Located at Waterloo Rd, Stanhope, NJ 07874. Waterloo Village is an example of a 19th-century canal town. The village was once half-way along the Morris Canal, which connected Jersey City and Phillipsburg. During its heyday, water transportation provided the town with a steady income.

The canal’s location would have made the village a perfect overnight stop for canal workers traveling between Jersey City and Phillipsburg. The town’s historic significance is further demonstrated by the canal’s many relics. Today, the site is home to several buildings that date back to the 1860s.

Visitors can tour the village’s buildings, learn about the history of the area, and view many of its artifacts. The site also has a farm and small animal exhibit, as well as a wheel house. This historic site is also a popular wedding venue. Although it’s not a museum, it offers a unique setting for your special event.

The New Jersey State Park Service operates Waterloo Village. It collaborates with Friends of Waterloo Village Inc., a 501(c)(3) nonprofit organization. This organization helps raise funds for restoration efforts at the historic site. The historic site is located within Allamuchy Mountain State Park, a 2,440-acre nature preserve. The village includes approximately a dozen historic buildings in Colonial and Victorian styles, as well as mills and a Methodist church. Visitors can also explore the town’s hiking trails and picnic areas.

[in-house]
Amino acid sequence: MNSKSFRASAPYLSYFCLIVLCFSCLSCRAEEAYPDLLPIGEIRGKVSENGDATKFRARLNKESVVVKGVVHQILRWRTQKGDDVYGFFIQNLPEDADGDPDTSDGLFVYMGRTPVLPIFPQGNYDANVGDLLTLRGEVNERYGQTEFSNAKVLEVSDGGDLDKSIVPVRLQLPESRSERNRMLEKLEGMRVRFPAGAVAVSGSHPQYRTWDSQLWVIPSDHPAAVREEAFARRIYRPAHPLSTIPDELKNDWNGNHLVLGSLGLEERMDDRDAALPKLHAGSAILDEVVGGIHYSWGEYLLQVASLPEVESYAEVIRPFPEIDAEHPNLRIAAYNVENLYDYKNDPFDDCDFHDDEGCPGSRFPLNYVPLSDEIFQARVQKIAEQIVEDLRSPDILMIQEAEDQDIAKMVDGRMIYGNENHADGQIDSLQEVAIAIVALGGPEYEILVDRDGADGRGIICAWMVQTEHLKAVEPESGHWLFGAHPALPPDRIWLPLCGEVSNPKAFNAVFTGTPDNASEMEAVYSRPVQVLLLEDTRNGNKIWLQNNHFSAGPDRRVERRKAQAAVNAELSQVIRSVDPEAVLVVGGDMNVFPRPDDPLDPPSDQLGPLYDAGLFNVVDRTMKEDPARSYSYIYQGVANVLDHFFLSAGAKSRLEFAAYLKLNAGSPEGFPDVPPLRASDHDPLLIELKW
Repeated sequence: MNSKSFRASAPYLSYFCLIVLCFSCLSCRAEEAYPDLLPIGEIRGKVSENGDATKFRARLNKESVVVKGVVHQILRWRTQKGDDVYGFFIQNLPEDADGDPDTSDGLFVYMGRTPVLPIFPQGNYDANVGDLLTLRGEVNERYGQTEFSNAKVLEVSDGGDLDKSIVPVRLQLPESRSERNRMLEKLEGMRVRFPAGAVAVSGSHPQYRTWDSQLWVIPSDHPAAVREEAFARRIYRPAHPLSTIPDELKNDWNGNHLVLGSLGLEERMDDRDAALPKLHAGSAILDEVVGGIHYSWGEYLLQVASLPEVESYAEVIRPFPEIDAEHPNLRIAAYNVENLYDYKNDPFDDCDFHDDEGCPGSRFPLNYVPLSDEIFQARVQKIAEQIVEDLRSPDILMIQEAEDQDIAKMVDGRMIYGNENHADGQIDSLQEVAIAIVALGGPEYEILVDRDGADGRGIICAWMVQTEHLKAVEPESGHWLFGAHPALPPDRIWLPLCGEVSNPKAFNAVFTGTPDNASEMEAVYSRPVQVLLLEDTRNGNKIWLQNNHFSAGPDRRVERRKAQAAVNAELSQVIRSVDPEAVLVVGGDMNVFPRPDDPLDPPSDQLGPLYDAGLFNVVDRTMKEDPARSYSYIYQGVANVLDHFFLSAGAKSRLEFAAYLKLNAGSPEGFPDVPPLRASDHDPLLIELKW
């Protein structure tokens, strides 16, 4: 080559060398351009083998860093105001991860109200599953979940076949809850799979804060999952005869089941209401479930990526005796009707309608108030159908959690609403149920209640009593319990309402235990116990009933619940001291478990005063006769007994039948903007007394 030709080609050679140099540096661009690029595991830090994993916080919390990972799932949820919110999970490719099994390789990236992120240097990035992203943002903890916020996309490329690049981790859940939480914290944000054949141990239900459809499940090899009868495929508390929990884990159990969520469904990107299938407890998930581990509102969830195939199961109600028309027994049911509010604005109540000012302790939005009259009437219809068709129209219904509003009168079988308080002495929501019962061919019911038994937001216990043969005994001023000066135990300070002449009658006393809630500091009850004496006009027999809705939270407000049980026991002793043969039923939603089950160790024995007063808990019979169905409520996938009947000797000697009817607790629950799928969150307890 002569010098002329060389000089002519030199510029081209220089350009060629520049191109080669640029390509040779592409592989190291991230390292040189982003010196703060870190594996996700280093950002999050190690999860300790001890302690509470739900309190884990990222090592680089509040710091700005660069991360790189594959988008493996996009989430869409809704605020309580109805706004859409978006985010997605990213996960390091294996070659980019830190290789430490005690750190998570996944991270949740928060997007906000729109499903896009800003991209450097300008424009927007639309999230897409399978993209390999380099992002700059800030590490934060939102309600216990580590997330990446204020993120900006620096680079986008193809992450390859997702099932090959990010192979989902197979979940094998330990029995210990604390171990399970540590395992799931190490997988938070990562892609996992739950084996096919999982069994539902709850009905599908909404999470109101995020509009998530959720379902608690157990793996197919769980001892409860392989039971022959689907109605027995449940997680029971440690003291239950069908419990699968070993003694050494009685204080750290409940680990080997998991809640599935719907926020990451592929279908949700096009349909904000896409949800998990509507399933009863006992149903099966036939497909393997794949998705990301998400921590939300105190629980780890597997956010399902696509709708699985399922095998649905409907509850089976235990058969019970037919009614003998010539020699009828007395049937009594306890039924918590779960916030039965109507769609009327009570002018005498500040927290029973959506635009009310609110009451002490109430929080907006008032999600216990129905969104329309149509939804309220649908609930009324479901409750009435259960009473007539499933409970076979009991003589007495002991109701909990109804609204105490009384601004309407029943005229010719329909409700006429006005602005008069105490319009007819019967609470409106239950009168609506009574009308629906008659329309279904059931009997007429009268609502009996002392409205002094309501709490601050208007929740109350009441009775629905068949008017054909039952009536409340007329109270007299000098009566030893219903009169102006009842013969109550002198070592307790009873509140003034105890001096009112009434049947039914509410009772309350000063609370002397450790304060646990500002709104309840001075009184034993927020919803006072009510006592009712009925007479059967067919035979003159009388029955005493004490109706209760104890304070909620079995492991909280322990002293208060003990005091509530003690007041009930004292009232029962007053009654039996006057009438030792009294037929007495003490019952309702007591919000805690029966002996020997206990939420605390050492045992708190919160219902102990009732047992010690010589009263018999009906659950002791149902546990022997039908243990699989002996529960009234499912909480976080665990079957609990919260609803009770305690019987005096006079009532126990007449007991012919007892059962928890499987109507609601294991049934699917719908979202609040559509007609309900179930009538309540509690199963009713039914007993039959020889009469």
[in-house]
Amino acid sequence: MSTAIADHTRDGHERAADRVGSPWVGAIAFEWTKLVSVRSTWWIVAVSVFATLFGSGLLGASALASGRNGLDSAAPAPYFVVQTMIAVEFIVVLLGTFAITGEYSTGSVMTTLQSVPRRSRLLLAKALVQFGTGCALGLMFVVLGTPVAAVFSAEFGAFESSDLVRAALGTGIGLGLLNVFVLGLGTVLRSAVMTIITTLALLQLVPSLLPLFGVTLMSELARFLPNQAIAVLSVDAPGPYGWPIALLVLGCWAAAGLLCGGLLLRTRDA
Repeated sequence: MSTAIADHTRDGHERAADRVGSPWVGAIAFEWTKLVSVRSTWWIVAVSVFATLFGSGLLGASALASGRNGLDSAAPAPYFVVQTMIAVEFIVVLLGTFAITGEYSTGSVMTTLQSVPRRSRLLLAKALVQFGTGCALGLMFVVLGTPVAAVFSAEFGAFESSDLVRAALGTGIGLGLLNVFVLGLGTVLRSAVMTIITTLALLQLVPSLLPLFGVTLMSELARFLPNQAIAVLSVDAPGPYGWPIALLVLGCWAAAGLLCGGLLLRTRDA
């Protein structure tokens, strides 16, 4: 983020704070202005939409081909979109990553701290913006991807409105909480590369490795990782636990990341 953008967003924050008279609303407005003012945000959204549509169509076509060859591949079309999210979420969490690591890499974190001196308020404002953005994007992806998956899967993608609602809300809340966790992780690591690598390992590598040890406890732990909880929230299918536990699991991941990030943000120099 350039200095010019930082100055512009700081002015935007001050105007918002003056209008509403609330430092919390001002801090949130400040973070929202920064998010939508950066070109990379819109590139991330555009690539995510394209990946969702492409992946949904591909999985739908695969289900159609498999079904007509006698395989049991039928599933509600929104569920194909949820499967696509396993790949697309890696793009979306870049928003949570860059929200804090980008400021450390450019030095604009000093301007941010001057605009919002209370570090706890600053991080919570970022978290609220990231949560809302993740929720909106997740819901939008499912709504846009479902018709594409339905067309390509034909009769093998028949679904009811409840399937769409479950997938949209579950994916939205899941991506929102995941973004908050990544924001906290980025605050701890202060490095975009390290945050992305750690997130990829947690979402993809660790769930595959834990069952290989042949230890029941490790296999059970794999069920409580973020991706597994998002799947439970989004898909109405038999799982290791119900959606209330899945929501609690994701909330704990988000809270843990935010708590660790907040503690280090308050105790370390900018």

In the early 1970s, the Waterloo Foundation for the Arts was established to raise funds for the restoration of Waterloo Village. The foundation also sought corporate grants and opened a concert field. Today, the site is open to the public for special events. This includes music and ethnic festivals, as well as antique shows. Another good read

Waterloo Village was an important transport hub during the nineteenth century. It was built by John Smith, who had the vision of making the town a transport hub. Smith constructed the town’s General Store in 1831, built the Morris Canal, and renovated many of the buildings. In 1855, the Morris and Essex Railroad laid tracks through the town. Click to go to home

Waterloo Village is also home to the Rutan Cabin, a replica of an 1800s farm. Moved to the village from Frankford Township, the cabin is now part of the Waterloo Village Historic Site. The restored site features reproductions of 1800s farm life and farming. The Rutan family would have traveled by horse-drawn wagon or ox-drawn cart. Their method of transportation would have been quite primitive, but the Morris Canal helped the area become more efficient. Something else to read

The Waterloo Village Historic Site is open daily, except on Christmas and New Year’s Day. Hours of operation are 11:00 am to 4:00 pm on weekends and noon to 3 pm on weekdays. Hours are also extended on holiday weekends.